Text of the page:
Here's a blow by blow of the Joy of Cooking "Chocolate Cockaigne" (no idea why they call it that) recipe.

What you'll need:

1 cup minus 1 tablespoon half and half
2 cups sugar
1/8 teaspoon salt
2 oz. grated unsweetened chocolate
2 to 4 tablespoons butter
1 teaspoon vanilla
1/2 to 1 cup broken nutmeats

What you do:

Place some half and half in a pot and bring it to a boil

Then you add the chocolate, sugar and salt, and let it all melt

Bring this tasty looking liquid to a boil at medium high heat. Once boiling, reduce to medium heat, and cover for 3 minutes. You have to cover it because the steam will clean the sides of any potential crystals, because we don't want any crystals yet.

Now you should put your candy thermometer in your delicious chocolaty goodness, and set it for "soft ball" stage, or 234 degrees

And then you wait . . . . But while you wait, you can prepare your dish. If you're playing along at home, please get yourself an 8X8 glass baking dish. We don't have such a thing, so I used this weird 9X6 baking dish that I think maybe came from Ikea and was maybe called Ulldeenplatz or something

Anyway, butter your dish and then put some parchment paper in it.

Once your candy thermometer tells you you've reached 234 degrees, remove from heat, and let cool down to 110 degrees but DO NOT TOUCH, JOSTLE, SNEEZE ON, OR OTHERWISE CONTAMINATE YOUR FUDGE. If you disturb the fudge, it will become very very grainy because you will make BIG crystals that you don't want. However, now is the time to add your butter, in cute little pats, just on the surface of the fudge. You may watch it melt, because that's kind of mesmerizing, but DO NOT breathe on the fudge for it is very sensitive

Once the thermometer dips to 110 (which takes approximately a lifetime) you should add the vanilla and the nuts, and stir as though you were in some sort of bizarre stirring contest wherein speed mattered. Basically, you just need to stir like a crazy person. Why stir like a crazy person? Because now you want those crystals, oh yes, you want lots of tiny crystals so that your fudge will be nice and smooth and the more stirring you do, the more little crystals you shall have. You have to stir until the fudge looses its sheen and starts to dull, or your arm falls off, which ever happens first.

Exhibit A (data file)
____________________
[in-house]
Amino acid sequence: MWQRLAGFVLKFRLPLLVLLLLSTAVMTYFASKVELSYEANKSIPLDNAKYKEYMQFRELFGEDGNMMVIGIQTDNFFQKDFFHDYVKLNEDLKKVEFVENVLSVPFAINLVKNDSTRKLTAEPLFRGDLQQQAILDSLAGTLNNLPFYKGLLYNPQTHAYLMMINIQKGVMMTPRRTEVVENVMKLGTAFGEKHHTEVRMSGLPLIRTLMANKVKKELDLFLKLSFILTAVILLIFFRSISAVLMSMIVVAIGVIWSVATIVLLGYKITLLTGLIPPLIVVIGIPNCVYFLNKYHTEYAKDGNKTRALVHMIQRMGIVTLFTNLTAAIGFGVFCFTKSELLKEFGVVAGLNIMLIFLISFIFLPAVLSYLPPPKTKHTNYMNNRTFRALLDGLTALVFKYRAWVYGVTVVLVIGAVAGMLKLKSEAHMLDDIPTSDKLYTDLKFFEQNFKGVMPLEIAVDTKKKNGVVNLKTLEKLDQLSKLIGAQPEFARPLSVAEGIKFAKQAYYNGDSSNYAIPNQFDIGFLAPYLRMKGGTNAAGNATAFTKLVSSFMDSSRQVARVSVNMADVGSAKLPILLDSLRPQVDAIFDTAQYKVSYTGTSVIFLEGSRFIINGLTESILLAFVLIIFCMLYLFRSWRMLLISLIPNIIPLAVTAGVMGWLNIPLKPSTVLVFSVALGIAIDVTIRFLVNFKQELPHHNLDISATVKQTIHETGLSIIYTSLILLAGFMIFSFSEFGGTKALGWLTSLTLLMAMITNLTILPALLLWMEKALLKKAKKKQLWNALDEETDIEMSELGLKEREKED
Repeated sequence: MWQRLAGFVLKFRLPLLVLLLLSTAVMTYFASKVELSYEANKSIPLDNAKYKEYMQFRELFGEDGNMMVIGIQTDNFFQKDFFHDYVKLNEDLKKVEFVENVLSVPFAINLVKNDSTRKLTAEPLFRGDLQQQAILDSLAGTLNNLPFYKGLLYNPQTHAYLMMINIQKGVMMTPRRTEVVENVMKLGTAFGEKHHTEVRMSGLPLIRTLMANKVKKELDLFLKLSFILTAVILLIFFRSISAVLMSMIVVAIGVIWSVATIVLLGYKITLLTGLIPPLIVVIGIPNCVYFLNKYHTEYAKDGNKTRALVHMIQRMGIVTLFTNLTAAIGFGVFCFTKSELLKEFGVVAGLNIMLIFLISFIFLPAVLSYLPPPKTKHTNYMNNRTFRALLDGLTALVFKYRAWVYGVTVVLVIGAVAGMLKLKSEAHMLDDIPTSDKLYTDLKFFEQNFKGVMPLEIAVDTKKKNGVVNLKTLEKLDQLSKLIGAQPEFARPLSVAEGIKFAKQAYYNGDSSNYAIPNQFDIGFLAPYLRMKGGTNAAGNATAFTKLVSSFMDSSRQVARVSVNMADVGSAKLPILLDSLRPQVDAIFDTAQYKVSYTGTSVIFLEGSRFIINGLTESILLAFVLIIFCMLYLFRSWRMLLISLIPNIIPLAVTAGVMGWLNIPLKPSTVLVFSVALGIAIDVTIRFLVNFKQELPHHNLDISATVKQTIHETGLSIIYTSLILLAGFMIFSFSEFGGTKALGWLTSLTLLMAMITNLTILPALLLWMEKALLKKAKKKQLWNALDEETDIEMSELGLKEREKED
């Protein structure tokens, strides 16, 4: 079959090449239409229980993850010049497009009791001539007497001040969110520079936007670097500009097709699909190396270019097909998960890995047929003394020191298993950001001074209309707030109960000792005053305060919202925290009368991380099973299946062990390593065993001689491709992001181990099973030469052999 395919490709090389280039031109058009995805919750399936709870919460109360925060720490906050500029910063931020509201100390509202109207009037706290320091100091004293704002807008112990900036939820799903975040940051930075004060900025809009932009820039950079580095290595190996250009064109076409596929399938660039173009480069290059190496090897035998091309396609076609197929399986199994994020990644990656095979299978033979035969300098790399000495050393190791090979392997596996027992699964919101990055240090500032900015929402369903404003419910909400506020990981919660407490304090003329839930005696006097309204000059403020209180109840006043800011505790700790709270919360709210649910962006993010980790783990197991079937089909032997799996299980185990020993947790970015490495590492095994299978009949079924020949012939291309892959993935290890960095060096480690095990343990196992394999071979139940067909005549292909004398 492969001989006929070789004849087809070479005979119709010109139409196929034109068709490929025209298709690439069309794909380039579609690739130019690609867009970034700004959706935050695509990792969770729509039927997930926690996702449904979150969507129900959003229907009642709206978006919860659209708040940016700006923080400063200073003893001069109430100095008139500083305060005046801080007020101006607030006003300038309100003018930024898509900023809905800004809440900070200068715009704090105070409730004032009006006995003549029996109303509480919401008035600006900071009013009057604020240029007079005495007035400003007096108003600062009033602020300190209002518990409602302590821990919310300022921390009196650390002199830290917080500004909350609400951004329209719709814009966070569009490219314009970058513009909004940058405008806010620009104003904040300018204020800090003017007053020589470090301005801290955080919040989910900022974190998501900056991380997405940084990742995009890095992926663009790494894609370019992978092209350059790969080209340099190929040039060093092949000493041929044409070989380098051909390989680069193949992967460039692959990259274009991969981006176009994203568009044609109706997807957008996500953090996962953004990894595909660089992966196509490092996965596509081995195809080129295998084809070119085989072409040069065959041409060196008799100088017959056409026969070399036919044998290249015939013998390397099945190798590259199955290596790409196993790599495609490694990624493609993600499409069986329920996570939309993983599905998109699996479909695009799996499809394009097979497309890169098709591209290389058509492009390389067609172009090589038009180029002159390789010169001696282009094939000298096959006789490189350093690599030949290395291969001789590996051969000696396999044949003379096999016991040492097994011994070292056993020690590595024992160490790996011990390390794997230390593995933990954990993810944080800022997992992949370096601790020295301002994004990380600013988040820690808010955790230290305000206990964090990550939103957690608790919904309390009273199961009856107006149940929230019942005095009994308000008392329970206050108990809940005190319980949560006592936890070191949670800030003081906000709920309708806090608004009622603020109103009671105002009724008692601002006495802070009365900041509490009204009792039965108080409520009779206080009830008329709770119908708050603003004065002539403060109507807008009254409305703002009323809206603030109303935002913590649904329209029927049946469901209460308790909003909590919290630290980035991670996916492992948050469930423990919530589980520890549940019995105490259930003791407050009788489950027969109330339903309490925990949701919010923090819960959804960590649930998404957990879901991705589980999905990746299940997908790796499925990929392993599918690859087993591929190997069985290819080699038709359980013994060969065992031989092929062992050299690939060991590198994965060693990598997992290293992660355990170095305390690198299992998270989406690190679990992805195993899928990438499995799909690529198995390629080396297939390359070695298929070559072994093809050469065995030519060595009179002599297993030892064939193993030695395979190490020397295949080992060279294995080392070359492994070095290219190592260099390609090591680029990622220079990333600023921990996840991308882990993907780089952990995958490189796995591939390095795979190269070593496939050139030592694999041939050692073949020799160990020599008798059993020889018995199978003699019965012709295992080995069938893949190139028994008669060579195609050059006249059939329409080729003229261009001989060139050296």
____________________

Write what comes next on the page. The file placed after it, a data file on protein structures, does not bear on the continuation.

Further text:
Then you spread it in your prepared pan with a silicone spatula. Did I mention you should be using a wooden spoon for everything else? Well, you should.

So then you let it cool on the counter (do NOT put in fridge) for about 2 hours. It's a painful 2 hours, because the smell of chocolate will try to kill you. But, creamy, fudgey goodness will be your reward.

Until next time. Over and out.


Blueberry Muffins

How to make blueberry Hockey Pucks

Step the first, gather your ingredients:

1 cup milk
1 egg
1/3 cup vegetable oil
2 cups all-purpose flour
2 teaspoons baking powder
1/2 cup white sugar
1/2 cup fresh blueberries (do you see that I have frozen berries down there? This will be an important, and disastrous detail later)

Step the second, Preheat oven to 400 degrees. Line a 12-cup muffin tin with paper liners.

Step the third, In a large bowl, stir together milk, egg, and oil. Add flour, baking powder, sugar.

Step the fifth, add blueberries; gently mix the batter with only a few strokes. Notice that blueberries are turning batter a lovely shade of purple.

Step the sixth, spoon batter into muffin tin. Hope that baking will "cook" the purple out.

Step the seventh, ask dog for advice on the very purple state of my muffins. Receive offer to lick bowl.

Step the eighth, decide to add "streusel" topping to muffins, in order to hide disconcerting shade of batter.

Step the ninth, bake for 20 minutes.

Step the tenth, confess to future husband that you may have doubled the amount of blueberries needed, and maybe also used frozen berries even though the recipe called for fresh. Watch as future hubby questions whether you were raised by wolves. Allow him to comment that the finished product is rather dense and more suitable for slap shots than breakfast. Force him to eat muffin anyway.

Culinary Lesson Learned: DO NOT USE FROZEN BERRIES WITH THIS RECIPE AND (it's a two fold lesson) DO NOT USE EXTRA BERRIES.

The End.